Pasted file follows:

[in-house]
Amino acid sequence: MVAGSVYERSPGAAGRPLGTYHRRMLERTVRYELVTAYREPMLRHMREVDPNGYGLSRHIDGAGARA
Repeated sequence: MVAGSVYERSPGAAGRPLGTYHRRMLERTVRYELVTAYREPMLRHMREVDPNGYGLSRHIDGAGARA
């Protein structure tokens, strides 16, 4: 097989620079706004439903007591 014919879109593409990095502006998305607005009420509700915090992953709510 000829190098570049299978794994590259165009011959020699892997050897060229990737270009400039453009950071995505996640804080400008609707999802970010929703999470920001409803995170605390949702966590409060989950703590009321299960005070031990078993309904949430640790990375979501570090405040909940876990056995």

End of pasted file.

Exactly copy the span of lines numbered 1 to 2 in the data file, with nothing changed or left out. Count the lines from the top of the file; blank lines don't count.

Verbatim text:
[in-house]
Amino acid sequence: MVAGSVYERSPGAAGRPLGTYHRRMLERTVRYELVTAYREPMLRHMREVDPNGYGLSRHIDGAGARA